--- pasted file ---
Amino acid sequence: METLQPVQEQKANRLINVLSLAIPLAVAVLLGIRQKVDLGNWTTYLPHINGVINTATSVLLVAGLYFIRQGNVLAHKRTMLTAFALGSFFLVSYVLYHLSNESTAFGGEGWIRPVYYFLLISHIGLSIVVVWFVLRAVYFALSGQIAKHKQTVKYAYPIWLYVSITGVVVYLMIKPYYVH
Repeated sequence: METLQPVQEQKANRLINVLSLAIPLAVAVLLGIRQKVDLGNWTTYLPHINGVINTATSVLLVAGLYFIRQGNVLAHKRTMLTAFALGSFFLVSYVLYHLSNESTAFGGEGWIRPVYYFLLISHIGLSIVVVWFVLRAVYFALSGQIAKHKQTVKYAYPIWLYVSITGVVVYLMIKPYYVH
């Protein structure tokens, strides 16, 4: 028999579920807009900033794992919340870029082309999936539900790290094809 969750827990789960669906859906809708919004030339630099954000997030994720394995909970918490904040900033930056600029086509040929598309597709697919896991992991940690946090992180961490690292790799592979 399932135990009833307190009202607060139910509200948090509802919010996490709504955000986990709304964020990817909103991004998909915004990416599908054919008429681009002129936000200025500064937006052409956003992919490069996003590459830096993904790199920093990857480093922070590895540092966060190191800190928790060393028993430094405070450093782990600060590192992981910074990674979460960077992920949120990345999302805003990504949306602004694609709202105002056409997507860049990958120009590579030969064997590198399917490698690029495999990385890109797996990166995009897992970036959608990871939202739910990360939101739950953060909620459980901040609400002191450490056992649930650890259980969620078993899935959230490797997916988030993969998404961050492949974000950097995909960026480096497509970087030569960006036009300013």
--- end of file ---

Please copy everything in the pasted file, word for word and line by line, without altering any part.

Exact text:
Amino acid sequence: METLQPVQEQKANRLINVLSLAIPLAVAVLLGIRQKVDLGNWTTYLPHINGVINTATSVLLVAGLYFIRQGNVLAHKRTMLTAFALGSFFLVSYVLYHLSNESTAFGGEGWIRPVYYFLLISHIGLSIVVVWFVLRAVYFALSGQIAKHKQTVKYAYPIWLYVSITGVVVYLMIKPYYVH
Repeated sequence: METLQPVQEQKANRLINVLSLAIPLAVAVLLGIRQKVDLGNWTTYLPHINGVINTATSVLLVAGLYFIRQGNVLAHKRTMLTAFALGSFFLVSYVLYHLSNESTAFGGEGWIRPVYYFLLISHIGLSIVVVWFVLRAVYFALSGQIAKHKQTVKYAYPIWLYVSITGVVVYLMIKPYYVH
């Protein structure tokens, strides 16, 4: 028999579920807009900033794992919340870029082309999936539900790290094809 969750827990789960669906859906809708919004030339630099954000997030994720394995909970918490904040900033930056600029086509040929598309597709697919896991992991940690946090992180961490690292790799592979 399932135990009833307190009202607060139910509200948090509802919010996490709504955000986990709304964020990817909103991004998909915004990416599908054919008429681009002129936000200025500064937006052409956003992919490069996003590459830096993904790199920093990857480093922070590895540092966060190191800190928790060393028993430094405070450093782990600060590192992981910074990674979460960077992920949120990345999302805003990504949306602004694609709202105002056409997507860049990958120009590579030969064997590198399917490698690029495999990385890109797996990166995009897992970036959608990871939202739910990360939101739950953060909620459980901040609400002191450490056992649930650890259980969620078993899935959230490797997916988030993969998404961050492949974000950097995909960026480096497509970087030569960006036009300013």